special report WINNIPEG'S PRESENTATION WINNER Multimedia presentations encouraged; dancing optional
Need to meet in the middle? Think about this: Just about equidistant from San Jose, Calif., and Cambridge, Mass., is the Winnipeg, Manitoba, Convention Centre. Winnipeg only sounds like it's off the beaten track. Actually, if we were holding a meeting at which our CFO was expected to tap-dance through a session with venture capitalists, the city would be our first choice. First, because it demonstrates fiscal responsibility - the U.S. dollar is still almighty in Canada. Second, because it's the home of the world-famous Royal Winnipeg Ballet, and managers could get in a dance lesson or two before heading for the podium.
OK, a real reason to meet in Winnipeg is to use the Convention Centre's Presentation Theatre. This 300-tiered-seat room comes with just about everything today's road warrior needs, including laptop connections (with Internet access) and generous work space at every seat. The room is set to handle live presentations, satellite downlinks, DVD, video, film, and a host of other multimedia configurations. A wireless audience polling system is in place, ideal for focus groups or votes on contentious issues. Three booths for simultaneous interpretation are available. Add a multipart configurable screen, and you've got a winner for tech presentations.
On the floor above the Presentation Room is an exhibition area with 78,000 square feet of pillarless space, capable of handling up to 425 10-by-10 booths, all with full services, including electrical, water, compressed air, gas, steam, drainage, sound, and telephone.
The main space can also be divided into two rooms, one 50,000 square feet, the other 28,000 square feet. A 30-foot open-grid ceiling has provisions for adding another 20 feet of vertical space. The Centre brags that it has accommodated sailboats with full masts raised.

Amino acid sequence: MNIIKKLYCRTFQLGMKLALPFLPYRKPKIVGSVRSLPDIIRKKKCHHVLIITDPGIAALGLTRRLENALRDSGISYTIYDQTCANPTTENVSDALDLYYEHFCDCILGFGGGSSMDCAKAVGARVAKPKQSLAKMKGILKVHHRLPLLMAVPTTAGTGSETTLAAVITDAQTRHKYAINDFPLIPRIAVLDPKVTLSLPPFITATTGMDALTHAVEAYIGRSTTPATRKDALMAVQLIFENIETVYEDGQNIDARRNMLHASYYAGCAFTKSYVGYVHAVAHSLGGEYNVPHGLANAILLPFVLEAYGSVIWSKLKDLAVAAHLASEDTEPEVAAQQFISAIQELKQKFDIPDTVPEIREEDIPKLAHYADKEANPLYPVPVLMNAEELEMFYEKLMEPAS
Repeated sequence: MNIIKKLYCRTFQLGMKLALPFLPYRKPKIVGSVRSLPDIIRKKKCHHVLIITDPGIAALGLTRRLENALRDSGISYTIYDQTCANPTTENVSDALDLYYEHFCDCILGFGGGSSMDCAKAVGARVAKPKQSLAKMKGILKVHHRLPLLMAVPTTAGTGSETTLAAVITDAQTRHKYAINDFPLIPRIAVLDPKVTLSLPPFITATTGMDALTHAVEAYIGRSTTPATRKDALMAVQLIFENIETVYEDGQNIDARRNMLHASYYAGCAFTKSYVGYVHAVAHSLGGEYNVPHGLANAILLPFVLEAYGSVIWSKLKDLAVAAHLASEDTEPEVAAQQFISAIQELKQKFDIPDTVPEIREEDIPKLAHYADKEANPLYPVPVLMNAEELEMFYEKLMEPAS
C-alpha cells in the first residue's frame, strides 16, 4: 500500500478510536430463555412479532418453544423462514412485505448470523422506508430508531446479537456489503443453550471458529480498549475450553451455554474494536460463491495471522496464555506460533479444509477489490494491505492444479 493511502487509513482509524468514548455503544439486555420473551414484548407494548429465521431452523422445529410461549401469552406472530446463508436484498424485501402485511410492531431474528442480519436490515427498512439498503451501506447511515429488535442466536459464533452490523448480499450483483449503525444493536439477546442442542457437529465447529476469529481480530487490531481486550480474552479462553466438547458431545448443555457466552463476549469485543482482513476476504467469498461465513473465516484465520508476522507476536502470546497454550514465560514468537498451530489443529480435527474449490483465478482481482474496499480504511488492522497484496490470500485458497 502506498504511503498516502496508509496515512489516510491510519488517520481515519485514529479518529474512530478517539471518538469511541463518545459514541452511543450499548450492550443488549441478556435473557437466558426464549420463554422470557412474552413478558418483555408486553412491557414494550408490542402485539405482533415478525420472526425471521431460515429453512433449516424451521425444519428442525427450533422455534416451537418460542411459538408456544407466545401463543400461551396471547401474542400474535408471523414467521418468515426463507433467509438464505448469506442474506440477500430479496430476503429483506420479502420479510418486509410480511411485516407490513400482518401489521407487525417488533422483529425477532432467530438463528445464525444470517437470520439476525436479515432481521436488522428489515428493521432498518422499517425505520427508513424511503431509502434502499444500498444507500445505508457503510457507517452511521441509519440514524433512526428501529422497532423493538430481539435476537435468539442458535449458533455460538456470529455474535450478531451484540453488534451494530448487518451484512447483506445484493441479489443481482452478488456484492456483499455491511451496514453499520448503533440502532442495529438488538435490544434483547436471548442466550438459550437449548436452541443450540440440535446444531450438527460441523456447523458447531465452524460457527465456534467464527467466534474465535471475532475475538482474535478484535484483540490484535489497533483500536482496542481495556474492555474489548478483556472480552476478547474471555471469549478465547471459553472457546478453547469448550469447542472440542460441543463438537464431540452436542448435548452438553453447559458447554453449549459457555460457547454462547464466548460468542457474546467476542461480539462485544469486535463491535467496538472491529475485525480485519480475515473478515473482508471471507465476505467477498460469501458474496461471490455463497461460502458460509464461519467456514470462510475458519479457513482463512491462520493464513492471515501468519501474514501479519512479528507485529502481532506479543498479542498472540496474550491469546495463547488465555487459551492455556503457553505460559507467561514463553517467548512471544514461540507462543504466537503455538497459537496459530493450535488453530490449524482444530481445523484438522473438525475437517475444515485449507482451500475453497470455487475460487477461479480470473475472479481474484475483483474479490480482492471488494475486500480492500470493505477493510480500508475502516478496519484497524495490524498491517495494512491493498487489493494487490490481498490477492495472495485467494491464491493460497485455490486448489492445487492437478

On the floor below the Presentation Room is a 21,600-square-foot space that can be divided into 13 separate meeting rooms. On the same floor are some special-purpose rooms, including a VIP suite with its own bar and private restrooms.
The Centre has cold-weather operation all figured out, including a heated indoor loading dock with space for seven trailer trucks and heated indoor parking for drive-in attendees. As further protection from the elements, a second-floor skyway directly connects with the 389-room Crowne Plaza Winnipeg Downtown Hotel. Also conveniently located on the second floor of the building are the offices of convention services suppliers, including AV companies, independent event organizers, and a few retail shops and services.
Winnipeg is still a bit behind the big American speed demons when it comes to connectivity. The network is only a 10BaseT Ethernet, although it is built on a state-of-the-art fiber backbone that was installed last year. Local ISP service is available through the Centre, as is phone service, according to Harvey Cohen, manager of information systems. "When the technology changes, we'll have the backbone to accommodate it," he says. To learn more, visit the Web site at www.wpgconvctr.mb.ca.
Here is a selection of conference event services, organized by name, service, and phone number.
- Berkowitz Ltd.,Management, (204) 228-3193
- Bowering (Int'l) Group, Event Planners, (204) 958-7540
- Cedars Communications Services, Public Relations & Special Events Management, (204) 453-5770
- Conexsys Registration Systems, Computerized Registration System & Show Management Co., (204) 269-3543
- Corpav Presentation Group, Audio/Video Services (204) 989-2592
- Frontline Associates, Events Management, (204) 254-2293
- Northern Lights Meeting Planners Inc., Meeting & Conference Planning, (204) 925-3000